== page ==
Tony & Jonna Mendez

Both Tony and Jonna Mendez are former Central Intelligence Agency Chiefs of Disguise.

Tony’s career spanned twenty-five years as he worked undercover in the most important theaters of the Cold War. As the Chief of Disguise and later as the Chief of the Graphics and Authentication Division, he and his staff were responsible for changing the identity and appearance of thousands of clandestine operatives. In 1980, Mr. Mendez was awarded the Intelligence Star for Valor for single-handedly engineering and overseeing the rescue of six US diplomats from Iran during the hostage crisis.

Ben Affleck filmed a movie about this story. Directing and starring as Mendez, and with Warner Brothers and George Clooney producing, the movie "Argo"  will be released October 12, 2012. Mr. Mendez has a new book by the same name that was published by Viking in September 2012.

By the time Mendez retired, he had also earned the CIA's Intelligence Medal of Merit, the Intelligence Star and two Certificates of Distinction. In September of 1997, in honor of the fiftieth anniversary of the CIA, he was one of only fifty officers chosen to receive the Trailblazer Medallion. Jonna is a retired CIA intelligence officer who lived undercover for 27 years in such places as Germany, Thailand, and India, specializing in clandestine photography. Her duties included instructing the CIA's most highly placed foreign assets in the use of spy cameras and the processing of intelligence gathered by them. Her impressive record afforded her the opportunity to work in Southeast Asia as a generalist in Disguise, Identity Transformation and Clandestine Imaging. In 1988, she was promoted first to Deputy Chief of Disguise and then, Chief of Disguise. She retired from the government in 1993, earning the CIA's Intelligence Commendation Medal.

Presentation Topics

The Life of a Female Spy: An overview of female spies throughout history

Jonna Mendez served twenty-seven years with the CIA and retired as the Chief of Disguise. She tells spy tales about a number of effective and not so effective female spies. She also discusses her own experiences, living and traveling around the world, operating in the alleyways of Europe and the Far East, participating in classic espionage operations.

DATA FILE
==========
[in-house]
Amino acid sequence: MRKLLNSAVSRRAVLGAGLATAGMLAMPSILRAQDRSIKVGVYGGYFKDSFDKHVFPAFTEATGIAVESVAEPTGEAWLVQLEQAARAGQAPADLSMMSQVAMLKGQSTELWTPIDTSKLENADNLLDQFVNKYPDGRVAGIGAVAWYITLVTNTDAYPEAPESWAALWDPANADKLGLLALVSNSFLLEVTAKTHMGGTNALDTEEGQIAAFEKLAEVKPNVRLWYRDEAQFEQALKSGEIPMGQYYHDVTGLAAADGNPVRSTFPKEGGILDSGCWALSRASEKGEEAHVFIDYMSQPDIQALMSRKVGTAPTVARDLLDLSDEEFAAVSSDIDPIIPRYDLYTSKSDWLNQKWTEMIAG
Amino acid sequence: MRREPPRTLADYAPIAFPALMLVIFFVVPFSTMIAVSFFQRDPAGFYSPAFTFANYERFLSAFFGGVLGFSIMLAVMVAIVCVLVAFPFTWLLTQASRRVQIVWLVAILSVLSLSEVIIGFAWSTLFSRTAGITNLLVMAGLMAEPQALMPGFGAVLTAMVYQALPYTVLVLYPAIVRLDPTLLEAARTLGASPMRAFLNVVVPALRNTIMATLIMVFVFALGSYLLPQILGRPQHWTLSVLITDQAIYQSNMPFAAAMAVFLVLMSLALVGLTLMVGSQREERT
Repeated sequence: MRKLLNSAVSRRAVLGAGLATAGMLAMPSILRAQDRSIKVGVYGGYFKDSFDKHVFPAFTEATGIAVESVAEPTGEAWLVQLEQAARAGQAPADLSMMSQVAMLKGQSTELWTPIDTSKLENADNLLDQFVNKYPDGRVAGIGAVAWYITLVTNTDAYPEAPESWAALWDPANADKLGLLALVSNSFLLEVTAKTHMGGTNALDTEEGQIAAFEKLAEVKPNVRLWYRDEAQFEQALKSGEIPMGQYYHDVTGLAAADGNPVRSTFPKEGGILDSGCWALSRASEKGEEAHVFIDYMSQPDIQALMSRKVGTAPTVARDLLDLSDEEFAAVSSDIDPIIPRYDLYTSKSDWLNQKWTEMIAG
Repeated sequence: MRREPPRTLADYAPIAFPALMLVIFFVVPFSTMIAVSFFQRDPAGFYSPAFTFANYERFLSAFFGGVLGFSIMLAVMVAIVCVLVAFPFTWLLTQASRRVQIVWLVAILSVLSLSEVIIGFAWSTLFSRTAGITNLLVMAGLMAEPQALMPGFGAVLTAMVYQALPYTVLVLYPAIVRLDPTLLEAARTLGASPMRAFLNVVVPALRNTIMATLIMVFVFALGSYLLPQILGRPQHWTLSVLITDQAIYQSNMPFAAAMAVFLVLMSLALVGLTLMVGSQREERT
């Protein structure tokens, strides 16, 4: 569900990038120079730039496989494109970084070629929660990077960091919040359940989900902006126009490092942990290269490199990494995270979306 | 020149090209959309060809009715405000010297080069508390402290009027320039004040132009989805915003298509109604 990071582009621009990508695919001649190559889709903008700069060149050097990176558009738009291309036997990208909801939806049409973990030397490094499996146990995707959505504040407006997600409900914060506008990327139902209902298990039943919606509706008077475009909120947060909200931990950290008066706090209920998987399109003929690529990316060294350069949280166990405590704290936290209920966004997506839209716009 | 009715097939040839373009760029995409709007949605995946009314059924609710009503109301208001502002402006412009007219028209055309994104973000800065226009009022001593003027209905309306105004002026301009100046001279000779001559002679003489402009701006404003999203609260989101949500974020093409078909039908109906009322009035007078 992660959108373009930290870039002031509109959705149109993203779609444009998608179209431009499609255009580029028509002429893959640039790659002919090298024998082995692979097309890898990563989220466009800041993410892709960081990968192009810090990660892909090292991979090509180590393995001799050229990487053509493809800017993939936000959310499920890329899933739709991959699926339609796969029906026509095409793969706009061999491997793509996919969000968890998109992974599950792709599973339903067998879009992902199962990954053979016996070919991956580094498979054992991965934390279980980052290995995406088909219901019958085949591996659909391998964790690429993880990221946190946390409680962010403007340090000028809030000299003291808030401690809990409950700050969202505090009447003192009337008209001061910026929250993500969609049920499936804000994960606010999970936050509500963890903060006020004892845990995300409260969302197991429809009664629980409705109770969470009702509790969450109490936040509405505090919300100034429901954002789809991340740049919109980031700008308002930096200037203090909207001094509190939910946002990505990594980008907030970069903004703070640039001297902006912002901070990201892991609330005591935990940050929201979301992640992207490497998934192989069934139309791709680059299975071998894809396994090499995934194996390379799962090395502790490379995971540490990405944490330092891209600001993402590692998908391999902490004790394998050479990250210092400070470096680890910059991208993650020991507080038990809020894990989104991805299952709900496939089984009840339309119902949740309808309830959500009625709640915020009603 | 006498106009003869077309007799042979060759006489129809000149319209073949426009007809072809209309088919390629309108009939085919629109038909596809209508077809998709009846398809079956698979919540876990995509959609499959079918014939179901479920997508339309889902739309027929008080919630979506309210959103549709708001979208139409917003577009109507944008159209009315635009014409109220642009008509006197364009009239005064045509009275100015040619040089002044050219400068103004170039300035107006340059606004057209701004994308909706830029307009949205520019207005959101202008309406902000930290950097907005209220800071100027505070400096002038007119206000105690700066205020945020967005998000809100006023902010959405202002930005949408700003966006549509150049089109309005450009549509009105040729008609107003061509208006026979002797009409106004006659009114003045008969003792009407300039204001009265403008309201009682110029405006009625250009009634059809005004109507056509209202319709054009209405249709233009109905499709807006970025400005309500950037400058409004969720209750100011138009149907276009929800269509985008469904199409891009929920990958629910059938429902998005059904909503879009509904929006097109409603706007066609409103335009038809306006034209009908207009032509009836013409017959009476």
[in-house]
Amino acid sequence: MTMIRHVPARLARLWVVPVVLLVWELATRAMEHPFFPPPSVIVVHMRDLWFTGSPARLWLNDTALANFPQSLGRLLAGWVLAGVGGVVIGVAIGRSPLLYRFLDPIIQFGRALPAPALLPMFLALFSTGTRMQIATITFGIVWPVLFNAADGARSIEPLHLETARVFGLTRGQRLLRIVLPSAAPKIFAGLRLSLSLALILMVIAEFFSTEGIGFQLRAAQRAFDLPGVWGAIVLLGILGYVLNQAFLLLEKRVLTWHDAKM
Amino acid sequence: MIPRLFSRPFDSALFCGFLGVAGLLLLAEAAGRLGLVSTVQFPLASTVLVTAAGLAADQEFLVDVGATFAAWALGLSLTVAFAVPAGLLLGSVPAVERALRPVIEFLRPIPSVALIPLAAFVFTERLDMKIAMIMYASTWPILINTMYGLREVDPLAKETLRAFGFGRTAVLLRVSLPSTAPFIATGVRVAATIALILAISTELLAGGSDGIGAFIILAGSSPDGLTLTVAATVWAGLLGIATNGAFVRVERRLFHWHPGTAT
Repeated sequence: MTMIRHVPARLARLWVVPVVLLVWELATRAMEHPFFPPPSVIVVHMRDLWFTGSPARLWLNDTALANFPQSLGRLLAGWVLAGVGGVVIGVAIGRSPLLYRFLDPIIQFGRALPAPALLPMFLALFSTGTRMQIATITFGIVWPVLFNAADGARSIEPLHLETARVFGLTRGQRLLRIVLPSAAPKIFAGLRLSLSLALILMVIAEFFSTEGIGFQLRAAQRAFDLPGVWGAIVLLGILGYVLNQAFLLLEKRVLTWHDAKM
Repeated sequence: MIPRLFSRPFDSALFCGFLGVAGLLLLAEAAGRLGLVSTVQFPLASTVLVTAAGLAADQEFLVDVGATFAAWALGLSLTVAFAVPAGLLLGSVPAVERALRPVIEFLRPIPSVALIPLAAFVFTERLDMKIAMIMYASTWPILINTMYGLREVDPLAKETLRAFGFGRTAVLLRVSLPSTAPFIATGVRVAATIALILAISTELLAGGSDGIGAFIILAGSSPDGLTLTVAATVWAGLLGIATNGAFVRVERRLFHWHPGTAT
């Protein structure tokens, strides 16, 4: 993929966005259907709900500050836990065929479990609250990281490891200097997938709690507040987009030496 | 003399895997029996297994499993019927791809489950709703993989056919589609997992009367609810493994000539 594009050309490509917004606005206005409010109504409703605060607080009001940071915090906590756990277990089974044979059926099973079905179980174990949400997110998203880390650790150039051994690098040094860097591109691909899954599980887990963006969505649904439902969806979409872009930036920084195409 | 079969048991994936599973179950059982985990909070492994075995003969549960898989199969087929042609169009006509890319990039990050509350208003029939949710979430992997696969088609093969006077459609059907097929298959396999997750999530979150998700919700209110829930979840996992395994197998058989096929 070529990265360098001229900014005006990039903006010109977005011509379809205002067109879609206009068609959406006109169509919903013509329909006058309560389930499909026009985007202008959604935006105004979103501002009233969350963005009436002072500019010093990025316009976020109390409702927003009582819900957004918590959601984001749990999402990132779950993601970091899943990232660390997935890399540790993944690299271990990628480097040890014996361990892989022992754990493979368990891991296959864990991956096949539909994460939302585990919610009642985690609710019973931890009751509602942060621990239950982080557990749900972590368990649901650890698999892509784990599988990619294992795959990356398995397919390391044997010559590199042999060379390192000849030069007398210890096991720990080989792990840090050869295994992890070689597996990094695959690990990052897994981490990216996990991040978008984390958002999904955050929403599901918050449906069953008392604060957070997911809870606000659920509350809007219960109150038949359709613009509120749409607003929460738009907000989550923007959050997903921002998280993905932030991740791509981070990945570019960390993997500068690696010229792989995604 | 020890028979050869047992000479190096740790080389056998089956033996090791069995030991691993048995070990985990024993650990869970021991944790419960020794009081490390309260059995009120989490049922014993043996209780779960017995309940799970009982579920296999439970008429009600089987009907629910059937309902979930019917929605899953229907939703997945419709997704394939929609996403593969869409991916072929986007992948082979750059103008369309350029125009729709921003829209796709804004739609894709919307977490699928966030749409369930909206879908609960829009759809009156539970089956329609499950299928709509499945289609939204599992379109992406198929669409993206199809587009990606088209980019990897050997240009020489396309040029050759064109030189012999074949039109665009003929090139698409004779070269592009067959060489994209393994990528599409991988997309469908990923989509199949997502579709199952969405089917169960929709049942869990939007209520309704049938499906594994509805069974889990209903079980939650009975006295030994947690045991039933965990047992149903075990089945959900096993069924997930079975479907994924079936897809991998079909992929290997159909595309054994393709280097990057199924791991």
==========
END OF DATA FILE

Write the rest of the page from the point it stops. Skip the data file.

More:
The Iranian Hostage Crisis and the Canadian Caper: A review of America’s first battle in the war against radical Islamic terror

Tony Mendez was intimately involved in all aspects of the Iranian Hostage Crisis and ran one of its most exciting operations: the rescue of six American diplomats from Iran. He will tell these stories, including some aspects of the crisis never before publicly released. He will also give a review of how he sees this war evolving today and will pass on some of his lessons learned.

The Real "Q": Gadgets and Technologies in Espionage Operations

Tony and Jonna Mendez served over fifty years combined in the Office of Technical Service, the technical arm of the CIA’s operations directorate. They give an overview of technical operations and the spy gear that made them unique. These gadgets were designed to keep foreign agents in place in hostile environments and to get them out of harm’s way when it was time. They finish with an in-depth review of operational disguise and identity transformation operations where they tell stories of some of their life and death operations designed to elude surveillance and move intelligence agents and officers clandestinely around the world.

Disguise, Deception, and Illusion: Clandestine Operations Using of the Principles of Magic

Throughout history warfare has been conducted by the use of deception and illusion. Tony and Jonna Mendez, both former chief’s of disguise for the CIA, review some of the most important deception operations throughout history. With the use of the art of magic, illusion, and misdirection many enemies have been defeated without taking the field of battle. The Mendez’ recount stories of deception as it was used by the Allies in the Battle of El Alamien and “D” Day. Going to Hollywood they learned how to manage the “stage” on the streets of Moscow, helping win the Cold War. They also give examples of how the “stage” of battle could be better managed today in the war against terrorism.